> Take a nut with its shell. An unprejudiced person will think that the nut’s shell must have the form which it has, because the nut itself has a definite form. The shell forms part of the nut. When a spiritual world-conception, such as that contained in the Anthroposophical movement, is called into life, the members may find themselves in the position to erect a building and they may think: Let us go to an architect who will draw us a plan in this or in that style, in accordance with traditional customs, or something thought out which would not in any way be connected with the things which are to be cultivated within it — just as if the nut’s shell were not to fit the nut!
> Since Anthroposophy is not a mere theory, and does not merely live in words, the Anthroposophical Movement can therefore not proceed in this way, not even in regard to its frame. At Dornach, the words which resound from the speaker’s platform, the scenes on the stage, whatever art is presented through word or movement from the stage, must have exactly the same inner essential style as that which is expressed in the walls, in the external architecture of the Building. Even as the shell of the nut is formed by the same forces which formed the nut, so the Anthroposophical realities which come to expression in the world must have an artistic frame and call into being a new style of architecture.
>It was therefore an organic necessity for a new style of architecture to arise in Dornach. This new style is simply the externally visible part of the reality which lives soul-spiritually in the world. One will be able to see what is the intention of Anthroposophy to-day just through the fructifying influence which it exercises also upon the artistic spheres of life.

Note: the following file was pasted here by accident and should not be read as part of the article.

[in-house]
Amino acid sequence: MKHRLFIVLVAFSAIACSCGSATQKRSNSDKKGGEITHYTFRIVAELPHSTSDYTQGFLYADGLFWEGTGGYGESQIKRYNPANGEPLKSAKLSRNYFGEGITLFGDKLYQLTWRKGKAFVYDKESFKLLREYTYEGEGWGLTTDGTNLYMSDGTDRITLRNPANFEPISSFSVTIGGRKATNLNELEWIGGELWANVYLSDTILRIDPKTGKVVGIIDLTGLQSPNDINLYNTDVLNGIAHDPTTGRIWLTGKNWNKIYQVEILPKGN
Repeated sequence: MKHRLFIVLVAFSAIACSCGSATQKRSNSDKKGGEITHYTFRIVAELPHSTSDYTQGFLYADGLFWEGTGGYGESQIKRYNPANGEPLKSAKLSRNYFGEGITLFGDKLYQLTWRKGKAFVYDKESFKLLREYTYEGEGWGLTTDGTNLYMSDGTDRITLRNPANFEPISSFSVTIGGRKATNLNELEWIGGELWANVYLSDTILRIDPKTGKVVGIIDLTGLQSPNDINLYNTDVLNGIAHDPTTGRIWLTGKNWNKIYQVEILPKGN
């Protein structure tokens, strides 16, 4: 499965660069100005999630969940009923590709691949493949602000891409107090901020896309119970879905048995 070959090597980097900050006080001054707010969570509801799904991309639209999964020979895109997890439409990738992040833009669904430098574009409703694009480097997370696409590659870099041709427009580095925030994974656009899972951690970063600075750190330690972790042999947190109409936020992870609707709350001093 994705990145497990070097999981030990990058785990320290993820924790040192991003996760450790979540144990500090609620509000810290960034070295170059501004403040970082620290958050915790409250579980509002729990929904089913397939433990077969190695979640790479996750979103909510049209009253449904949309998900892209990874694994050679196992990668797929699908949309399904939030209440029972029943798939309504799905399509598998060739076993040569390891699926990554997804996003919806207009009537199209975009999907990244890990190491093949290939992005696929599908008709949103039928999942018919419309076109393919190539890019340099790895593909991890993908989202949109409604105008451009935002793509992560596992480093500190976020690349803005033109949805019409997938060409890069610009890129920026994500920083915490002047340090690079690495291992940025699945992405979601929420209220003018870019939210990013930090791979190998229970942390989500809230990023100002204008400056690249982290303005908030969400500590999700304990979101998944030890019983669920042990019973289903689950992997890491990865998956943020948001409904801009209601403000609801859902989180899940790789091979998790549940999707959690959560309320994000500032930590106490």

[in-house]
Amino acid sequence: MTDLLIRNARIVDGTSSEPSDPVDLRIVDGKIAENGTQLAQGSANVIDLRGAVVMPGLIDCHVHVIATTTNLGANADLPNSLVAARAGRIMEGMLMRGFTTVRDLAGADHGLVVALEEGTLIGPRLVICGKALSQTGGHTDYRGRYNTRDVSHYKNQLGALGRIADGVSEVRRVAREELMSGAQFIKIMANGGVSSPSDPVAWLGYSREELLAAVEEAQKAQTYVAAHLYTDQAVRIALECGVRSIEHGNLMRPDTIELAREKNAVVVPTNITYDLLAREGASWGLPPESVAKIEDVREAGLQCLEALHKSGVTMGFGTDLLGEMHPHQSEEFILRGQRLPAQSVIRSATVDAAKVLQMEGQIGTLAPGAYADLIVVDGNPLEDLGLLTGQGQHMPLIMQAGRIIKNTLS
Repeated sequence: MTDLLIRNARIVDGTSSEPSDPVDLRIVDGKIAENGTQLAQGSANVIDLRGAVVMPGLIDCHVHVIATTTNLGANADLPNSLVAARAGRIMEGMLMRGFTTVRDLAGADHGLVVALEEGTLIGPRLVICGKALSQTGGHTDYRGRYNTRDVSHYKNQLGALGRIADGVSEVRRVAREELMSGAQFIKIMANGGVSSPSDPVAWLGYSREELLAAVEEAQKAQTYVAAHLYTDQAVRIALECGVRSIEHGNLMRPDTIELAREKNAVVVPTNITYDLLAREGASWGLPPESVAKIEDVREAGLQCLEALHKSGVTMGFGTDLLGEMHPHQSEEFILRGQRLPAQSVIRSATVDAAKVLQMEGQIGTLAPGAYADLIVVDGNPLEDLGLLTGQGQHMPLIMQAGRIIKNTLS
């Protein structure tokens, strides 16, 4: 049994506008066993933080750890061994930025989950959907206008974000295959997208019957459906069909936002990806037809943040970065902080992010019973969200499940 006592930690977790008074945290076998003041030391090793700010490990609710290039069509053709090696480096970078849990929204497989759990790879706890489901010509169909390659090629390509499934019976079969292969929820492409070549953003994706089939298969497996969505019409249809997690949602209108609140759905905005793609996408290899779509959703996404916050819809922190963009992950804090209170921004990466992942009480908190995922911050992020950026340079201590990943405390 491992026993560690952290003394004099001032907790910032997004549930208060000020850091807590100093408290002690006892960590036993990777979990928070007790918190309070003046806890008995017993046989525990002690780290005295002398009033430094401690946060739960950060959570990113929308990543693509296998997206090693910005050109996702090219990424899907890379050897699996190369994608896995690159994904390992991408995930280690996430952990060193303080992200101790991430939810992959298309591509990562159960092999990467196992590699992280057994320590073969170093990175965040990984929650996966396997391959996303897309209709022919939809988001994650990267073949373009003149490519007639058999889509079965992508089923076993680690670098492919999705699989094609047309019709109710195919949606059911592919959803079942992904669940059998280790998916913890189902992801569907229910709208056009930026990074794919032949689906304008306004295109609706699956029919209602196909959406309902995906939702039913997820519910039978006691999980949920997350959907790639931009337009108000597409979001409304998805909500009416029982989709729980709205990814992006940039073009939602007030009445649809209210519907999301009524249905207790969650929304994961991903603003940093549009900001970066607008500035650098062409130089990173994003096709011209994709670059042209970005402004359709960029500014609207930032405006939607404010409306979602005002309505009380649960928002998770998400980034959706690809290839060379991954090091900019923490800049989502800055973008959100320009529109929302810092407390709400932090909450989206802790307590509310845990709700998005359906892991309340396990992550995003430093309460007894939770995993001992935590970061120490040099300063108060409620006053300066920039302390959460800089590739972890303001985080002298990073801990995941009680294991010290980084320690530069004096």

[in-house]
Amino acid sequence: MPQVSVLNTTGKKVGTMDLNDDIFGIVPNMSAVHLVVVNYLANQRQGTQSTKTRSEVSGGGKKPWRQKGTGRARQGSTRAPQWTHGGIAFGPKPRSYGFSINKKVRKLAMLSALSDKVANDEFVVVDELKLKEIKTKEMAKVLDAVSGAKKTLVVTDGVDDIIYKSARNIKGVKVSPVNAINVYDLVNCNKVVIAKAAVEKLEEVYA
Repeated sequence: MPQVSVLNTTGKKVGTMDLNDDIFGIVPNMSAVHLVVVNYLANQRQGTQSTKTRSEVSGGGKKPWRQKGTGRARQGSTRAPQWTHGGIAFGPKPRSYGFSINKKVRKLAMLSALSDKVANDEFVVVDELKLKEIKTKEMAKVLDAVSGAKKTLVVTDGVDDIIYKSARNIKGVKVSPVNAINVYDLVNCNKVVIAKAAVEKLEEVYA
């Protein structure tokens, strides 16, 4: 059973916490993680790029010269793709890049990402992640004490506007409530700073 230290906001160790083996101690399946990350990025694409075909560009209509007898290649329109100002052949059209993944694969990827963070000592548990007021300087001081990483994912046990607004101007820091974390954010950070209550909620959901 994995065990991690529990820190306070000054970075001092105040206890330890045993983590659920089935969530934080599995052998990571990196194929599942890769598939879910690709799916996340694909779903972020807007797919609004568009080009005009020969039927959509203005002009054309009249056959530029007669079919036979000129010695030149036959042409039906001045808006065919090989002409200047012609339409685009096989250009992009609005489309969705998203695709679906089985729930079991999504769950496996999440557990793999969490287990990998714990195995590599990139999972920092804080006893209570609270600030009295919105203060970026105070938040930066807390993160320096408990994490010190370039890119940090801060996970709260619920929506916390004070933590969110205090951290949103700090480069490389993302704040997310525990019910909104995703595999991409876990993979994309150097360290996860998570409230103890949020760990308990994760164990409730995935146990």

>In Eurhythmy, which is only a beginning, we called into life a human art of movement in which the single artists or the groups of artists do not dance or pantomime, but in which the forms of movement constitute a speech based on laws just as strict as those of spoken language, or a visible song, similar to that which one ordinarily hears in the form of sound. Eurhythmy is entirely drawn out of the law of man, in spirit, soul and body.
> Through Anthroposophy we have thus been able to exercise a fructifying influence on many different spheres of art.
>In my Threefold State the attempt has been made to face the great social problems of the present time from the anthroposophical standpoint. Those who bear in mind that from the anthroposophical standpoint the whole human being has to be taken into account in the social question, and not only that part which is accessible to a rationalistic science, to Marxism and similar directions of thought, must admit that forces which penetrate into the higher spiritual worlds can also penetrate into the social laws of human life, for these in fact are soul-spiritual laws pertaining to the higher worlds; they can also lead us to laws which are able to call into existence satisfactory social conditions in human life. For it is a spiritual element which unites human beings in their life in common, and physical links are simply formed out of the spiritual.